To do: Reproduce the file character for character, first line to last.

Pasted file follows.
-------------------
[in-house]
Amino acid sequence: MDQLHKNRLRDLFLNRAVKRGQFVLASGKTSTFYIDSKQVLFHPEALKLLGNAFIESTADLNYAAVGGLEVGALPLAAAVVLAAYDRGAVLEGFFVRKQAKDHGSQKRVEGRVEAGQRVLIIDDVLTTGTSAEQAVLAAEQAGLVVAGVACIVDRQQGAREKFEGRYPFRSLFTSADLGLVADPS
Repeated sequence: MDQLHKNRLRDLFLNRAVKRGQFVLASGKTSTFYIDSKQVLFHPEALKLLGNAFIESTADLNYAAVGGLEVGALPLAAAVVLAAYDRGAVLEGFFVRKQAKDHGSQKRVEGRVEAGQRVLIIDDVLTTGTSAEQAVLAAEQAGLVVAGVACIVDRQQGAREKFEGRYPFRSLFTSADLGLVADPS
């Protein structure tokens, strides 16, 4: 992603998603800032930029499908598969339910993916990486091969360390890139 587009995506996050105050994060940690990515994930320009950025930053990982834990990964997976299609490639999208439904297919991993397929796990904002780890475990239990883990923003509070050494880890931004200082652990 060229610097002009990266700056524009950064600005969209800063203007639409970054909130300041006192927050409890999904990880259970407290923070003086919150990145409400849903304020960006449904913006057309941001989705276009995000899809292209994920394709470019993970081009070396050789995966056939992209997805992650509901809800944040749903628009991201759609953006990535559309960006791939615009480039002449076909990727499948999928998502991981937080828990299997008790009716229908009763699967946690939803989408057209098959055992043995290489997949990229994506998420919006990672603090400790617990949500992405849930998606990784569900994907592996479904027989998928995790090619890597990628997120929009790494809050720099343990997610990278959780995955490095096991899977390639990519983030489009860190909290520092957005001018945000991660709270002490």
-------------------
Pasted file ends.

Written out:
[in-house]
Amino acid sequence: MDQLHKNRLRDLFLNRAVKRGQFVLASGKTSTFYIDSKQVLFHPEALKLLGNAFIESTADLNYAAVGGLEVGALPLAAAVVLAAYDRGAVLEGFFVRKQAKDHGSQKRVEGRVEAGQRVLIIDDVLTTGTSAEQAVLAAEQAGLVVAGVACIVDRQQGAREKFEGRYPFRSLFTSADLGLVADPS
Repeated sequence: MDQLHKNRLRDLFLNRAVKRGQFVLASGKTSTFYIDSKQVLFHPEALKLLGNAFIESTADLNYAAVGGLEVGALPLAAAVVLAAYDRGAVLEGFFVRKQAKDHGSQKRVEGRVEAGQRVLIIDDVLTTGTSAEQAVLAAEQAGLVVAGVACIVDRQQGAREKFEGRYPFRSLFTSADLGLVADPS
């Protein structure tokens, strides 16, 4: 992603998603800032930029499908598969339910993916990486091969360390890139 587009995506996050105050994060940690990515994930320009950025930053990982834990990964997976299609490639999208439904297919991993397929796990904002780890475990239990883990923003509070050494880890931004200082652990 060229610097002009990266700056524009950064600005969209800063203007639409970054909130300041006192927050409890999904990880259970407290923070003086919150990145409400849903304020960006449904913006057309941001989705276009995000899809292209994920394709470019993970081009070396050789995966056939992209997805992650509901809800944040749903628009991201759609953006990535559309960006791939615009480039002449076909990727499948999928998502991981937080828990299997008790009716229908009763699967946690939803989408057209098959055992043995290489997949990229994506998420919006990672603090400790617990949500992405849930998606990784569900994907592996479904027989998928995790090619890597990628997120929009790494809050720099343990997610990278959780995955490095096991899977390639990519983030489009860190909290520092957005001018945000991660709270002490």